I read an article recently, which only reinforced some of the feelings I already had about "stuff" and consumerism (which is both hard to deal with and at times contradictory to owning a web-store, I know). Some days I feel like my closet is over flowing, or that I end up buying things that come with entirely too much packaging and well...it's all just stuff. So much of which I do not need or even want. Part of some new "goals" for myself involve acquiring less stuff.
I think a lot of people are familiar with strange loss of energy or just the drainage that can come from being in a place (a cubicle, apartment, car, office, etc.) that is really cluttered. Though sometimes clutter and "stuff" can be hard to avoid I really believe it can drain your energy and some how gives off "negative vibes." And, having moved around a lot and around the world I end up living in places that were bigger or smaller than my previous residence so, every time I move I end up feeling like I own too many things or not. Anyway...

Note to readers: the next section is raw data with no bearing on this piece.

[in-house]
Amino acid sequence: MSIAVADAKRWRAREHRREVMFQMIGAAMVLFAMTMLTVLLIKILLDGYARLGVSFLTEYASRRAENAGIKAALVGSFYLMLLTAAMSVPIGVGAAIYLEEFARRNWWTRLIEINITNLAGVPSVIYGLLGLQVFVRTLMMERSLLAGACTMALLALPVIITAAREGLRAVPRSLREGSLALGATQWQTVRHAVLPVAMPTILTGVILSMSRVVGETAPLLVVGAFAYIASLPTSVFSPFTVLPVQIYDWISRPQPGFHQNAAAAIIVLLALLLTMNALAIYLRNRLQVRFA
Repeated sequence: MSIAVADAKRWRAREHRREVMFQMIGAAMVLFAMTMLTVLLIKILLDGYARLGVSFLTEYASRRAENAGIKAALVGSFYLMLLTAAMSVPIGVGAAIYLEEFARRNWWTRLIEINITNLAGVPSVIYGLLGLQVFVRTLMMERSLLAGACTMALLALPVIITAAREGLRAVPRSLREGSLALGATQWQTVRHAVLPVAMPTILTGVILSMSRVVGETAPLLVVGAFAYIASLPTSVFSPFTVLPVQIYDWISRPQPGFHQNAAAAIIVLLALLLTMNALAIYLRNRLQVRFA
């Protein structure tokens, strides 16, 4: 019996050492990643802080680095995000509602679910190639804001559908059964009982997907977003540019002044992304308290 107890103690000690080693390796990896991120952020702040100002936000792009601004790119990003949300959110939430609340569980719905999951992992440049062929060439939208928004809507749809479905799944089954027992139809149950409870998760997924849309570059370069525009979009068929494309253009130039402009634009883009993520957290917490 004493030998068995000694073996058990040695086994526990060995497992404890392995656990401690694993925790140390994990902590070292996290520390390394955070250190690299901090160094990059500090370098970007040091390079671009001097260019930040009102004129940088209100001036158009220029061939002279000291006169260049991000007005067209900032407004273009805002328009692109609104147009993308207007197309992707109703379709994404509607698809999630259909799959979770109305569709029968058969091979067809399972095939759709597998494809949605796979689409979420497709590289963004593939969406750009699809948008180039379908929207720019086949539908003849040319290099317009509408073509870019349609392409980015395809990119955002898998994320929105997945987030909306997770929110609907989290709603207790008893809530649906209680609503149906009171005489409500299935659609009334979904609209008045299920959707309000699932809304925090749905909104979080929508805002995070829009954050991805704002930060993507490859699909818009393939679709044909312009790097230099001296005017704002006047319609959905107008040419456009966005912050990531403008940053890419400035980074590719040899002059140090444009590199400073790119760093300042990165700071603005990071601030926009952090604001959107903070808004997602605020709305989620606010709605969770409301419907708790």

A few years back I began asking myself a few very important questions before buying anything (aside from food, really). These questions went something like, "how will my life improve if I buy this?" "How will other's lives improve if I buy/own this?" "Can buying/owning this change my life/other's lives and how?" Asking questions like this can really cut down on the amount of stuff you own (or that owns you), it helps you save money, and helps you decide/realize what it really important to you. Anyway, you can read the article yourself HERE.
If you're really interested in the costs behind things we buy/use everyday, this book, Stuff: The Secret Lives of Ordinary Things is also really insightful.
So, with all of that said, I'm off to rummage through and donate some of my not-often-used things that I no longer need. (I've found that preschools, especially private, non-profit ones can usually use some of the random supplies I no longer need/use).